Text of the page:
Sherlock is holding my hand.

John is elated.

Sherlock starts showing off. He talks confidentially, deducing every passer-by.

'That couple there, the elderly couple? Not married. Adultery.'


'I'm serious! Look at them, they're having far too much fun for a couple who have been married for fifty years. Holding hands? No. He's just come from visiting his wife in hospital – he's got the consultants letter sticking out of his pocket, see? And she's made some excuse to get away from her boring husband who just sits in front of the telly watching golf or indoor bowls all day.'

'How can you tell?'

'Make-up, John. She's wearing make-up. You don't dress up to meet someone who has seen you first thing in the morning every day for fifty years.'

'I think you have a very unromantic view of marriage.'

'Merely pragmatic.'

'If I loved someone enough to stay with them for fifty years, I pretty much would still want to dress up and look nice for them.'

'That is because you are a romantic, John.'

Says the man who is holding my hand and being deliberately charming, John thinks.

'And what are you?

'A realist.'

'Yeah. Right.' John catches sight of another walker, a young woman pushing a pushchair. 'What about her?'

Sherlock loves to show off, and he has known from the start that John loves it when he deduces, so he'll relish any challenge offered.

'She's fallen out with her mother. Probably thought she was too young to get pregnant.'

'Oh, come on!'

'What is she, do you think? Sixteen? Seventeen, tops. She's clearly bringing that child up alone, no help at all, judging by the obvious exhaustion, unwashed hair, the baby sick on her coat.'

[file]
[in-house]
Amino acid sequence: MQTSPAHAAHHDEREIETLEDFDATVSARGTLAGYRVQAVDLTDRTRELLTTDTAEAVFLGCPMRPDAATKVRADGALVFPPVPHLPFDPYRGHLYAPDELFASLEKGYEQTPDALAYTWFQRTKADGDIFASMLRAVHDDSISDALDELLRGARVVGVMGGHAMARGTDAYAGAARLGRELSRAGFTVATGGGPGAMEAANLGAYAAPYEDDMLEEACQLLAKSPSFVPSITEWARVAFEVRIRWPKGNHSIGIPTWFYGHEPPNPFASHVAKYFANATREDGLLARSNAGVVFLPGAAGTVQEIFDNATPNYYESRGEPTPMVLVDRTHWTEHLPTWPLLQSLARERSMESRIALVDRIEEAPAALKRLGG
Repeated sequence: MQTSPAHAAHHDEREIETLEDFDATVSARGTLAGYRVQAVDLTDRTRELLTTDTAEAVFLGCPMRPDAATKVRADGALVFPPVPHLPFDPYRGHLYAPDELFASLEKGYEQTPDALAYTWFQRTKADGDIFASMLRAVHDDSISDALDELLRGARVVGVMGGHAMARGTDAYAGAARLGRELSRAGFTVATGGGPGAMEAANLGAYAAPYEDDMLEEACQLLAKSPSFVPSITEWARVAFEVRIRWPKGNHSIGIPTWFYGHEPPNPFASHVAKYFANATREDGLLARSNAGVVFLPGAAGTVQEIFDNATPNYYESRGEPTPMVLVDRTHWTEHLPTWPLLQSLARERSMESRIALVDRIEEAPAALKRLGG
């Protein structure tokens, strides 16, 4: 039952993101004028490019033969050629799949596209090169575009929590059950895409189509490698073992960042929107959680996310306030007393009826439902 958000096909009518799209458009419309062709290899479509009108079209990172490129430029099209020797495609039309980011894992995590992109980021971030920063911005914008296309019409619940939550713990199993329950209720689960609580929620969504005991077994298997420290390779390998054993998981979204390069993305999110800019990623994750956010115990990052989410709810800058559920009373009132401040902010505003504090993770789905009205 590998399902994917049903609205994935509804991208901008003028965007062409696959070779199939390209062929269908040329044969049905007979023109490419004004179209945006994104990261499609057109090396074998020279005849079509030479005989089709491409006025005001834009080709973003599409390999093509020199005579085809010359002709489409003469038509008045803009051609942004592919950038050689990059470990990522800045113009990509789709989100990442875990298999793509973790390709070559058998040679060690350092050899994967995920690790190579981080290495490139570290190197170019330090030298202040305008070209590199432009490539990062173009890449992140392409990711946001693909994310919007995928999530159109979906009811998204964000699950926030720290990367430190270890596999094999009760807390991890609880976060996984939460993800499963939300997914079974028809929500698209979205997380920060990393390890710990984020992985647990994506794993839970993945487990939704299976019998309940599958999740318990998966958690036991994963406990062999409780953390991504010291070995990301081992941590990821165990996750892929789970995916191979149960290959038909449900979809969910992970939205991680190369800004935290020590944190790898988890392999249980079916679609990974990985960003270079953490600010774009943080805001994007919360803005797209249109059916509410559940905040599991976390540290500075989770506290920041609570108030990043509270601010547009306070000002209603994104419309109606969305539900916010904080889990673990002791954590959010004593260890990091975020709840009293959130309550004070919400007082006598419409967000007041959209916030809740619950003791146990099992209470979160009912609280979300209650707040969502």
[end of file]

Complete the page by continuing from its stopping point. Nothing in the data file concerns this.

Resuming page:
'Most mums look like that.'

'Not that bad, John. She's alone, no one to rely on, no one to help, or to tell her that her tights have a big hole in the back of the knee, or that her baby needs to have his head covered in this cold wind.'

'You never thought about having kids, did you?' John asks.

Sherlock does not look at him. 'The chances of finding an amenable partner seemed minimal.'

Seemed, John realises. Then notices that Sherlock's fingers have tightened around his own. I wonder if we are going to talk about this, or just pretend it isn't happening.

They do three loops of the park. By that point, people are beginning to give them funny looks for hanging about so long, two strange men swanning about, holding hands.

'I suppose we ought to head back,' John says, feeling a little deflated. 'I've got to be at the surgery for noon.'

Sherlock hesitates. He clearly would stay here all day if he could.

'Do you have to? I thought you might come and help me at the morgue. There's an interesting case I'd like your opinion on.'

His eyes plead.

I want to keep holding on to your hand, John thinks. I don't ever want to let go.

'Sorry. I promised Sarah a shift today. And I need the money. Realism sucks, doesn't it?'

Sherlock pouts.

They walk to the park gate. They will have to go off in different directions. John is torn. Sherlock's hand is warm. They turn to one another. Sherlock smiles fondly. John doesn't know what to do.

'I'd better go,' he says.


They just stand there.

Sherlock squeezes again. John can feel the heat rising in his cheeks. He wants to break out. He wants to say 'I love you' but he can't.